- the special flag [_]: the conversion that follows occurs as usual,
- but the resulting value is discarded.
-
- The field widths are composed of an optional integer literal
- indicating the maximal width of the token to read.
- For instance, [%6d] reads an integer, having at most 6 decimal digits;
- and [%4f] reads a float with at most 4 characters.
-
- Scanning indications appear just after the string conversions [s] and
- [\[ range \]] to delimit the end of the token. A scanning
- indication is introduced by a [@] character, followed by some
- constant character [c]. It means that the string token should end
- just before the next matching [c] (which is skipped). If no [c]
- character is encountered, the string token spreads as much as
- possible. For instance, ["%s@\t"] reads a string up to the next
- tabulation character. If a scanning indication [\@c] does not
- follow a string conversion, it is ignored and treated as a plain
- [c] character.
-
- Notes:
-
- - the scanning indications introduce slight differences in the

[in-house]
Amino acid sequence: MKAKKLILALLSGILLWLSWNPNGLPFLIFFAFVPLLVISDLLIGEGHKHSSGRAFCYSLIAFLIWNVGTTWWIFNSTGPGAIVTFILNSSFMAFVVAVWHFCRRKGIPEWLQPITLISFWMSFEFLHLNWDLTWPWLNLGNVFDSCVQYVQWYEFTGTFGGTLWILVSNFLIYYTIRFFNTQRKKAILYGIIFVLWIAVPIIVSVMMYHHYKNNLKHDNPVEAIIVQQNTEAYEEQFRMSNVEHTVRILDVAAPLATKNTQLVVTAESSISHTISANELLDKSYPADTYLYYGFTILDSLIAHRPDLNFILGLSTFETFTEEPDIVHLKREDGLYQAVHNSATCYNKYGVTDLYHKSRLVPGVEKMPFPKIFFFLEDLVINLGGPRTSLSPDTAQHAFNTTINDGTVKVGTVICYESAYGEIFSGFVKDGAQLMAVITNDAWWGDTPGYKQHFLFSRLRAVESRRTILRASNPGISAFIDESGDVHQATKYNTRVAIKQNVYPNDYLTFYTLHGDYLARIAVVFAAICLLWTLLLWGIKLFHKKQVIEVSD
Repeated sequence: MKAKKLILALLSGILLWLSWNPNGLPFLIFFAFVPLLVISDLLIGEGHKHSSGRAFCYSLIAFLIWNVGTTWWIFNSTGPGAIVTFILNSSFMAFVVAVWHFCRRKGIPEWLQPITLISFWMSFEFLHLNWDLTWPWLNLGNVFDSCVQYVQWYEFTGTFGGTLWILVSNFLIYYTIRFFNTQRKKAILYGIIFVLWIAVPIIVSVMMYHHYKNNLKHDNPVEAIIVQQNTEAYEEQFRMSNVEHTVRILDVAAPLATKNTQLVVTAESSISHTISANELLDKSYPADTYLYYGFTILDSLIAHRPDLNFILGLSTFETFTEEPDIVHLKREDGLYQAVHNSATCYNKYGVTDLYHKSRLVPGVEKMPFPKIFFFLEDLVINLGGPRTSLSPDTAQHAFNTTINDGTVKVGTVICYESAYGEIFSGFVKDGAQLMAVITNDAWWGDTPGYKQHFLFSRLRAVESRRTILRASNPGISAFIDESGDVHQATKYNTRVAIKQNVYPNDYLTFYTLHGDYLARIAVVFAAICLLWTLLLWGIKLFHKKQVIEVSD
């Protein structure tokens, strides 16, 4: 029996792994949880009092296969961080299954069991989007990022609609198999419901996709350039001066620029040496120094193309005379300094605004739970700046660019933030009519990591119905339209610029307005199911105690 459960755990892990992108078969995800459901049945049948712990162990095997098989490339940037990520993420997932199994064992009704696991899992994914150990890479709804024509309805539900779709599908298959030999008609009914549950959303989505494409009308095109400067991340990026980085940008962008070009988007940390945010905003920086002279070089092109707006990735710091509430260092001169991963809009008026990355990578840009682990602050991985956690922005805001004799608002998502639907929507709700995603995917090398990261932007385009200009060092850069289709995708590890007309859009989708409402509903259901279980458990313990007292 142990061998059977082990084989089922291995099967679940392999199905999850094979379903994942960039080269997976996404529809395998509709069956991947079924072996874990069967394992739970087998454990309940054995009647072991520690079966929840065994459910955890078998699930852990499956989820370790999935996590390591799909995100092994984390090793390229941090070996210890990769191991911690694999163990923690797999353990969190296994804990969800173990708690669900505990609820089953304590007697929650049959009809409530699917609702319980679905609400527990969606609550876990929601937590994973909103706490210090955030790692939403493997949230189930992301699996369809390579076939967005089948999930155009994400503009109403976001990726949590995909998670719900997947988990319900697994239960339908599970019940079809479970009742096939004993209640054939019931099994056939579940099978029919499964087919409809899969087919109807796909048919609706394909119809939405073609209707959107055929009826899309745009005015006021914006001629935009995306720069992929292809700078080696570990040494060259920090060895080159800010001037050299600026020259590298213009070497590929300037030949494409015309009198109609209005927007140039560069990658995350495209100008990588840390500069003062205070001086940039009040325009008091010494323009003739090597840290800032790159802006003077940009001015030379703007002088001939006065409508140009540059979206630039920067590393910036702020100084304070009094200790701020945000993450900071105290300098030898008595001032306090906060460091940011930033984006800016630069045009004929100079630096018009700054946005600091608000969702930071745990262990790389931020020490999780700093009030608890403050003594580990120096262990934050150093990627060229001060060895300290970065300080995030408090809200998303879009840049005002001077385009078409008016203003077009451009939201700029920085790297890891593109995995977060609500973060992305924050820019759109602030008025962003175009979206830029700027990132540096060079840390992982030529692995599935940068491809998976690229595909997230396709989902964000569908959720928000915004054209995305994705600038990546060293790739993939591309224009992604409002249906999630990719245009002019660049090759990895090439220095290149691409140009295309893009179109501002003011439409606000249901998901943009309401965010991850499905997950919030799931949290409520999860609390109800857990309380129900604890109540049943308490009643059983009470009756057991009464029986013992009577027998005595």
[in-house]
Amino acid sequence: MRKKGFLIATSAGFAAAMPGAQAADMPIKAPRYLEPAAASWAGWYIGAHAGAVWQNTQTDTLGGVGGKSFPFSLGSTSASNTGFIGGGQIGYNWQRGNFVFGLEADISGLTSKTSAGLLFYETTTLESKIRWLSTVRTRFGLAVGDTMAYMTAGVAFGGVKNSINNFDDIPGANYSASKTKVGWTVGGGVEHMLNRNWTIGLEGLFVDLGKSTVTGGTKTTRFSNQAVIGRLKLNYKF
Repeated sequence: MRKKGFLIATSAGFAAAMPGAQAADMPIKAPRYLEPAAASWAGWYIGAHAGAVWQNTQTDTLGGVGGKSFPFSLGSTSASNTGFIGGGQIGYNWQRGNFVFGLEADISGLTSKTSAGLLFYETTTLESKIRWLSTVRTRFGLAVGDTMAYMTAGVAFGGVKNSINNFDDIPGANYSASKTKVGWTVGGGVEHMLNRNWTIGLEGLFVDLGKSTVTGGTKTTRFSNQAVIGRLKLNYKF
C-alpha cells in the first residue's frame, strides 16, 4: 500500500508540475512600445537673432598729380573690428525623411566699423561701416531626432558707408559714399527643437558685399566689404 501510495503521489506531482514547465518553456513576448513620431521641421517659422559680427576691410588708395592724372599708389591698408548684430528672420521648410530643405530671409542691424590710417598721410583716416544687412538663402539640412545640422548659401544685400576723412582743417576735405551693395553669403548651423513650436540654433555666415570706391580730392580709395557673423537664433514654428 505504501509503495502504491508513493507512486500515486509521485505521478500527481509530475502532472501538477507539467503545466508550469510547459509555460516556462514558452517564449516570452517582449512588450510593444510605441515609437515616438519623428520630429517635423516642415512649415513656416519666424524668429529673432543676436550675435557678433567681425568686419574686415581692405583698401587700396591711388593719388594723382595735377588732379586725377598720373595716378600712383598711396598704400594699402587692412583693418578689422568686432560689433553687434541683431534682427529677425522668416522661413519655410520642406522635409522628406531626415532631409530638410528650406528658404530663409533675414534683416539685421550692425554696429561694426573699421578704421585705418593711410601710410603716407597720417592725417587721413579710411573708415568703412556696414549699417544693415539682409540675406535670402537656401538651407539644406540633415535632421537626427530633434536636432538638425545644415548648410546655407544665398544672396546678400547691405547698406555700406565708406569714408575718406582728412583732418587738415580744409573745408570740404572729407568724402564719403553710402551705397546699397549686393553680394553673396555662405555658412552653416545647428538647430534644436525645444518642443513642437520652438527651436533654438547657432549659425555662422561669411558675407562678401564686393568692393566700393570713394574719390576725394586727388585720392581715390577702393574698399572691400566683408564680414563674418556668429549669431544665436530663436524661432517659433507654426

- syntax of [Scanf] format strings compared to those used by the
- [Printf] module. However, scanning indications are similar to those
- of the [Format] module; hence, when producing formatted text to be
- scanned by [!Scanf.bscanf], it is wise to use printing functions
- from [Format] (or, if you need to use functions from [Printf],
- banish or carefully double check the format strings that contain
- ['@'] characters).
-
- - in addition to relevant digits, ['_'] characters may appear
- inside numbers (this is reminiscent to the usual Caml
- conventions). If stricter scanning is desired, use the range
- conversion facility instead of the number conversions.
-
- - the [scanf] facility is not intended for heavy duty lexical
- analysis and parsing. If it appears not expressive enough for your
- needs, several alternative exists: regular expressions (module